Hi - sorry just getting back to a reply from your comment. Yes, I do have a loss in libido and have emotionally suffered from this side effect. I understand your feelings toward ending your life and your counter feeling of not wanting/can't end your life. I often wish that the ground would just open up and suck me in, that a strong breeze would blow me away or on some desparate occasions I think if I just pulled out in front of this oncoming truck....but those thoughts, thank goodness are fleeting. I have thought of going off all medications but talked to my psychiatrist the other day and they confirmed what I thought, not a good idea for going off them would just create more issues that are far worse then the numbnesss and lack of enjoyment I now experience. The worst thing is I can vividly remember the person I was before this illness, almost like remembering how fun it was as a child catching fireflies in the heat of a summer night. For now it stays in my mind though out of reach but this is what I will hope for again and maybe, just maybe through research they will find a way to help. I hope going off your medications proves fruitful and you get the relief you seek. I hope with your bipolar you can manage without medication. Good luck.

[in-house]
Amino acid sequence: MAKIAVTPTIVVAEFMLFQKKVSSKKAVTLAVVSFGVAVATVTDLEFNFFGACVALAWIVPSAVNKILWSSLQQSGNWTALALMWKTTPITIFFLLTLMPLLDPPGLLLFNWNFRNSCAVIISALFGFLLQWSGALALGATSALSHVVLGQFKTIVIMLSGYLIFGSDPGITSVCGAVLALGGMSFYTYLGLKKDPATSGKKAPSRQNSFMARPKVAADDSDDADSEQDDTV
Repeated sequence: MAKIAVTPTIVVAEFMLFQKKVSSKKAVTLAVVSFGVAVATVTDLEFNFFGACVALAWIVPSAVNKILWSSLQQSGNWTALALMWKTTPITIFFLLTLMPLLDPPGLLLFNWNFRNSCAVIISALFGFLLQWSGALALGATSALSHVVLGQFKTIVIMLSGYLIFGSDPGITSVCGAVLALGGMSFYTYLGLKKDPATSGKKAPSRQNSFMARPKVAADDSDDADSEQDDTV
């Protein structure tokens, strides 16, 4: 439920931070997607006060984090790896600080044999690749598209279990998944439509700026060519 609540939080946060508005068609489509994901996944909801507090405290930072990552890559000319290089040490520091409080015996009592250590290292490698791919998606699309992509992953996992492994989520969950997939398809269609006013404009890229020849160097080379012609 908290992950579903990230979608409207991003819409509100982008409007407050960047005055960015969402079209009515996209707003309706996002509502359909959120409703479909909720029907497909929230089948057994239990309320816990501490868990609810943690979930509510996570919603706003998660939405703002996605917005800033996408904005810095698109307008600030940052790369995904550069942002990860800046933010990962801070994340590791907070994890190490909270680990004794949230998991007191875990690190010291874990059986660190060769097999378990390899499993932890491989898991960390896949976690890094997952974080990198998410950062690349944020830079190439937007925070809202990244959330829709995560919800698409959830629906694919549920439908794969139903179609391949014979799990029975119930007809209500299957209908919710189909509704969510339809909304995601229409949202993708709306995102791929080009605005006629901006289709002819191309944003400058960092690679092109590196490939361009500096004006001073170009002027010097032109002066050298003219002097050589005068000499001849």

Building on both the monetary hypothesis of Milton Friedman and Anna Schwartz as well as the debt deflation hypothesis of Irving Fisher, Ben Bernanke developed an alternative way in which the financial crisis affected output. He builds on Fisher's argument that dramatic declines in the price level and nominal incomes lead to increasing real debt burdens which in turn leads to debtor insolvency and consequently leads to lowered aggregate demand , a further decline in the price level then results in a debt deflationary spiral. According to Bernanke, a small decline in the price level simply reallocates wealth from debtors to creditors without doing damage to the economy. But when the deflation is severe falling asset prices along with debtor bankruptcies lead to a decline in the nominal value of assets on bank balance sheets. Banks will react by tightening their credit conditions, that in turn leads to a credit crunch which does serious harm to the economy. A credit crunch lowers investment and consumption and results in declining aggregate demand which additionally contributes to the deflationary spiral.